After retiring, and after a house fire, divorce, and breakup, Slick began drawing and painting animals, mainly to amuse herself and because doing so made her happy during a difficult period in her life. Soon thereafter, she was approached about writing her memoir, which ultimately became Somebody to Love? A Rock-and-Roll Memoir. Her agent saw her artwork and asked her to do some portraits of some of her various contemporaries from the rock-and-roll genre to be included in the autobiography. Hesitant at first (because she thought “it was way too cute. Rock-n-Roll draws Rock-n-Roll”), she eventually agreed because she found she enjoyed it, and color renditions of Janis Joplin, Jimi Hendrix, and Jerry Garcia appeared in the completed autobiography. An “Alice in Wonderland”-themed painting and various other sketches are scattered throughout the book. Her paintings of Jorma Kaukonen and Jack Casady were used for the cover art of the album The Best of Hot Tuna. Though Slick has been drawing and painting since she was a child, she admits to not being able to multitask, so did not do much of it while she was focusing on her musical career. A notable exception is the cover art of her first solo album, Manhole, which she signed "Child Type Odd Art by Grace."
Slick is not bound by any specific style or medium in her production of visual art and has no interest in developing one. She uses acrylic paints (she says oil takes too long to dry), canvas, pen, ink, scratchboard, pastels, and pencil. Many of her works are mixed media. Her styles range from the children’s bookish “Alice in Wonderland” themes to the realism of the rock and roll portraits and scratchboards of animals to the minimalist ink wash styled nudes to a variety of other subjects and styles.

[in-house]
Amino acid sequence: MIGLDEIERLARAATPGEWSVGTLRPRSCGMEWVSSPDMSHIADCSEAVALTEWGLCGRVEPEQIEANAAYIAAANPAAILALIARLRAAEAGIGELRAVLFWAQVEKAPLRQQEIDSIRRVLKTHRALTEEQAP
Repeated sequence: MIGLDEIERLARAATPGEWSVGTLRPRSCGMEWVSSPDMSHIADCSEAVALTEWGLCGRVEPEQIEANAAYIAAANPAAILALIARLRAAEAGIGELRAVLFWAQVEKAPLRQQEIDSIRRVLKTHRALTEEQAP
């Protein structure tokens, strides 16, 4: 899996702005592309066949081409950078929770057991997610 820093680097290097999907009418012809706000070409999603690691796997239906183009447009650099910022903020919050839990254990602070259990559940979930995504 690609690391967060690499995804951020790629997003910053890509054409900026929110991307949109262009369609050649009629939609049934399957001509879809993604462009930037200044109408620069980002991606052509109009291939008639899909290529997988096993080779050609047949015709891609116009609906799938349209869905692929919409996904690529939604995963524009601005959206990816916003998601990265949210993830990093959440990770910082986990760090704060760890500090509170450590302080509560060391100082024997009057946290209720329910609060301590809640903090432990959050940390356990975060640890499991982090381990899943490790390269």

The best-selling prints and originals are her various renditions of the white rabbit and the portraits of her colleagues in the music industry. In 2006, the popularity of her “Alice in Wonderland” works led to a partnership with Dark Horse Comics, Inc. that resulted in the release of stationery and journals with the “Wonderland” motif.
While critics have variously panned and praised her work, Slick seems indifferent to the criticism. She views her visual artistry as just another extension of the artistic temperament that landed her in the music scene in the first place, as it allows her to continue to produce art in a way that does not require the physical demands of appearing on a stage nightly or traveling with a large group of people.
Slick attends many of her art gallery shows across the United States, sometimes attending over 30 shows in a year. While she says she enjoys talking with the people who come to her art shows, she is not a fan of the traveling involved, particularly the flying. At most of her art shows, those who purchase a piece of her art get a photo with Slick, an opportunity to chat, and a personalized autograph on the back of the piece that has been purchased.
Slick is one of the first female rock stars, alongside her close contemporary Janis Joplin, so an important figure in the development of rock music in the late 1960s. Her distinctive vocal style and striking stage presence exerted influence on other female performers, including Stevie Nicks and Patti Smith.
Slick's longevity in the music business helped her to earn a rather unusual distinction, the oldest female vocalist on a Billboard Hot 100 chart-topping single. "We Built This City" reached number one on November 16, 1985, shortly after her 46th birthday. The previous record was age 44 for Tina Turner, with 1984's number-one smash, What's Love Got To Do With It. Turner (who is one month younger than Slick) turned 45 two months after the song topped the charts. Slick broke her own record in April 1987 at age 47 when "Nothing's Gonna Stop Us Now" topped the US charts. Her record stood for 12 years, but was ultimately broken by Cher, who was 53 in 1999 when "Believe" hit number one.
Slick did vocals for a piece known as "Jazz Numbers", a series of animated shorts about the numbers two through 10 (a number-one short was never made), which aired on Sesame Street. The segment for the number two appeared in the first episode of the first season of Sesame Street, November 10, 1969. She was nominated for a Grammy award in 1981 as Best Rock Female Vocalist for her solo album Dreams.
She was inducted into the Rock and Roll Hall of Fame in 1996 as a member of Jefferson Airplane.
In 1993, she narrated the Stephen King short story "You Know They Got a Hell of a Band" on his Nightmares & Dreamscapes audiobook.
She was ranked number 20 on VH1's 100 Greatest Women of Rock N Roll in 1999.
with Paul Kantner